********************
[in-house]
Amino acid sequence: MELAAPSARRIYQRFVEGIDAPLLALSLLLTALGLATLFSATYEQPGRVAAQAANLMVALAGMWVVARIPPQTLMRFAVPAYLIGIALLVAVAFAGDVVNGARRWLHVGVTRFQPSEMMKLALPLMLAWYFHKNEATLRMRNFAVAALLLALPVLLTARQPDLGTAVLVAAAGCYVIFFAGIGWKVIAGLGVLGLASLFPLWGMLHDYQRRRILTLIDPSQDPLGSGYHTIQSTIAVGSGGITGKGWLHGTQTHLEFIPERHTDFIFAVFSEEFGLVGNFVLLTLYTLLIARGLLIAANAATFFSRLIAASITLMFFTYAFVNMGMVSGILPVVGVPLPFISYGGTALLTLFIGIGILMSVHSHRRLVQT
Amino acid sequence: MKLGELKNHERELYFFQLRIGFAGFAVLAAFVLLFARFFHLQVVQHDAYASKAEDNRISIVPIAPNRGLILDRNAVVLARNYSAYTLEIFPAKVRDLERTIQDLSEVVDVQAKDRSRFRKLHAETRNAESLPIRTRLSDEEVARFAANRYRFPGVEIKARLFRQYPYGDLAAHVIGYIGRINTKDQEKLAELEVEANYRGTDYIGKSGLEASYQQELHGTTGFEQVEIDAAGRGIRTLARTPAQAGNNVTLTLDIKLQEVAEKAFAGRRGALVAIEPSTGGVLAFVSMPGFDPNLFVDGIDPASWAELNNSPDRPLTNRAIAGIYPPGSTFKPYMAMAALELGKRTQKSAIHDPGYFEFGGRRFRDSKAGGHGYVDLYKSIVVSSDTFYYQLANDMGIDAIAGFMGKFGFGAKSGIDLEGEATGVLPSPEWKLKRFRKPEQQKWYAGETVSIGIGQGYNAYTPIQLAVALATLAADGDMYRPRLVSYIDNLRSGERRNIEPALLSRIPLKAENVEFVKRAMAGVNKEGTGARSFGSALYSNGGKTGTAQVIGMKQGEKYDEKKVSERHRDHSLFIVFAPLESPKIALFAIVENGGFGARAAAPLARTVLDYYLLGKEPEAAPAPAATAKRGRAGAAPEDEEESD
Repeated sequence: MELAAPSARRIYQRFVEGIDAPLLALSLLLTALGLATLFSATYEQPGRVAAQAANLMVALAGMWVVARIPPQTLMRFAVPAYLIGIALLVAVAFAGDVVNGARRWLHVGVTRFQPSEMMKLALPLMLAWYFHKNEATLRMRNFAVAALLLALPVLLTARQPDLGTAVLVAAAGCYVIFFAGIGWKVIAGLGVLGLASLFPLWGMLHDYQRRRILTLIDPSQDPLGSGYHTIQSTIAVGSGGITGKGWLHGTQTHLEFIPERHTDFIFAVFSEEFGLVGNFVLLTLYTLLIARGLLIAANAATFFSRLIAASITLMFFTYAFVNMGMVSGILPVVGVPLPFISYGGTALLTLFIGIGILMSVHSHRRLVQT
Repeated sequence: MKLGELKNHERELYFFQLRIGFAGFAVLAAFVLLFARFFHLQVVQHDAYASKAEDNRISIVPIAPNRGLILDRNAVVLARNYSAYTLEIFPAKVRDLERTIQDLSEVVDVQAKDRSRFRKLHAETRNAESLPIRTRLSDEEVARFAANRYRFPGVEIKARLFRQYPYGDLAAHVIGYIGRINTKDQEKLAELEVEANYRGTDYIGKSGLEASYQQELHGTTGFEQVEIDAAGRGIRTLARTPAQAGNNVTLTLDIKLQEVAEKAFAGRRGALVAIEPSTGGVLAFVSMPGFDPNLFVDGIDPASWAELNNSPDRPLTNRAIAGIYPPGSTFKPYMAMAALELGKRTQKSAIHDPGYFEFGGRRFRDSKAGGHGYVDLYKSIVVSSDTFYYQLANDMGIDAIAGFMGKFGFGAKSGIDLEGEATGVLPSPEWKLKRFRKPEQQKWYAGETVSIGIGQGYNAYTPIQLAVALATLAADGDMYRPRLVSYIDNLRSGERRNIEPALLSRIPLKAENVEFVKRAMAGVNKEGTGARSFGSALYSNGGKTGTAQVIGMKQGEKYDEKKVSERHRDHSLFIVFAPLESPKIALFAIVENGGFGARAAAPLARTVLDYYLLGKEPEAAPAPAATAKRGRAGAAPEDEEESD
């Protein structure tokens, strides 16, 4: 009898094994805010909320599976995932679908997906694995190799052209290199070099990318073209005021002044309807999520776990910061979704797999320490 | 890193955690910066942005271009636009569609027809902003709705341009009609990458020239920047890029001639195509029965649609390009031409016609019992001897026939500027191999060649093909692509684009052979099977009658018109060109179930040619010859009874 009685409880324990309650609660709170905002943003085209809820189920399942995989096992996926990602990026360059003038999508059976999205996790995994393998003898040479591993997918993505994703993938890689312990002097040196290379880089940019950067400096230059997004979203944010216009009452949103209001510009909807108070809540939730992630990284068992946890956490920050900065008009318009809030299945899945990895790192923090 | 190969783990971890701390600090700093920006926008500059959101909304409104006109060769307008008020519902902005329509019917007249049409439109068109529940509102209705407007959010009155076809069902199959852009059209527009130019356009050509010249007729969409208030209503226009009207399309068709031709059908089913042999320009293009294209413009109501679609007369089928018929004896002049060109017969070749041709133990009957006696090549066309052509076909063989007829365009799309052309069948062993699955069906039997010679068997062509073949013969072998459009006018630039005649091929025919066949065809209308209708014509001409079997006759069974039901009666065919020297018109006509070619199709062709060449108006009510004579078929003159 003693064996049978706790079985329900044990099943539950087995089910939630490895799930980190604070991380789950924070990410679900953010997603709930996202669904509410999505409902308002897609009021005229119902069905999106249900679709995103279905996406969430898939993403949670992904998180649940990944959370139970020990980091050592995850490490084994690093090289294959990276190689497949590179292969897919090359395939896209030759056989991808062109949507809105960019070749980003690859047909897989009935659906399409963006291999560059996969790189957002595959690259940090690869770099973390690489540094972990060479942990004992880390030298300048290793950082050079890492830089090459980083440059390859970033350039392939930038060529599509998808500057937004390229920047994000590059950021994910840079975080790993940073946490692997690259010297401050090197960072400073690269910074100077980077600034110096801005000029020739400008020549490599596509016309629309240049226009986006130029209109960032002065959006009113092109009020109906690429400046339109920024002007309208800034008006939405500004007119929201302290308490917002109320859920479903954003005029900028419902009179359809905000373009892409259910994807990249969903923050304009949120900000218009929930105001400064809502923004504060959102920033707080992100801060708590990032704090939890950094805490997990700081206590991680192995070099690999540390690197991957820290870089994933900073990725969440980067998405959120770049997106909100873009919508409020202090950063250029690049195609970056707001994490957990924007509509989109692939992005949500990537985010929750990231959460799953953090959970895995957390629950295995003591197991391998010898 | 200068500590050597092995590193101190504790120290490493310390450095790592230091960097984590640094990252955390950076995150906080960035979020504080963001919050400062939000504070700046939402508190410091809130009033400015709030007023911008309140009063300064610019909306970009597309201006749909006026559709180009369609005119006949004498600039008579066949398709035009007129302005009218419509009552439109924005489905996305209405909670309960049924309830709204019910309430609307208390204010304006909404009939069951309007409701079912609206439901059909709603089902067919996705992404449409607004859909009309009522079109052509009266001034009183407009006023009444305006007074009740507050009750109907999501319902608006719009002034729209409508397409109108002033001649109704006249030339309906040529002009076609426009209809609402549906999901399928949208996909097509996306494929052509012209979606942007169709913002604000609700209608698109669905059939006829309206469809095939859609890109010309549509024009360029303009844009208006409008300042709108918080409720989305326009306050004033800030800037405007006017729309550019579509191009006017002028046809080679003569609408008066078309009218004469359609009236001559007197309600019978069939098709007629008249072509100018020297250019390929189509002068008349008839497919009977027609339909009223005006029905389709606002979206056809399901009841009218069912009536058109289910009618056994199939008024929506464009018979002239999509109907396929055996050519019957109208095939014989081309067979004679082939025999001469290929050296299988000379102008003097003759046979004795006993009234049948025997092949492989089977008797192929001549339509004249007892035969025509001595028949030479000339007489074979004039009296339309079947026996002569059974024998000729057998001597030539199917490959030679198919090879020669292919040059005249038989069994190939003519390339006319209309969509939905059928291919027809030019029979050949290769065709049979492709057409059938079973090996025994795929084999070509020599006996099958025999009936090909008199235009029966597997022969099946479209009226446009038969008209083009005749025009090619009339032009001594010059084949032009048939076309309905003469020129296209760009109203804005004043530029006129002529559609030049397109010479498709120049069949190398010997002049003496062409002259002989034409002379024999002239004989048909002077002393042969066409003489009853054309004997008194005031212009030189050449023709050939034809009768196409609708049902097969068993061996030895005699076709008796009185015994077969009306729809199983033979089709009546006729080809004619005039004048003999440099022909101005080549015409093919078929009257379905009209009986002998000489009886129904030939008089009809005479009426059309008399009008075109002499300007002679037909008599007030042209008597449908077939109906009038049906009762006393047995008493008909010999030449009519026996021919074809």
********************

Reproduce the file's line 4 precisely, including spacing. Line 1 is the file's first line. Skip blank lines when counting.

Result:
Repeated sequence: MELAAPSARRIYQRFVEGIDAPLLALSLLLTALGLATLFSATYEQPGRVAAQAANLMVALAGMWVVARIPPQTLMRFAVPAYLIGIALLVAVAFAGDVVNGARRWLHVGVTRFQPSEMMKLALPLMLAWYFHKNEATLRMRNFAVAALLLALPVLLTARQPDLGTAVLVAAAGCYVIFFAGIGWKVIAGLGVLGLASLFPLWGMLHDYQRRRILTLIDPSQDPLGSGYHTIQSTIAVGSGGITGKGWLHGTQTHLEFIPERHTDFIFAVFSEEFGLVGNFVLLTLYTLLIARGLLIAANAATFFSRLIAASITLMFFTYAFVNMGMVSGILPVVGVPLPFISYGGTALLTLFIGIGILMSVHSHRRLVQT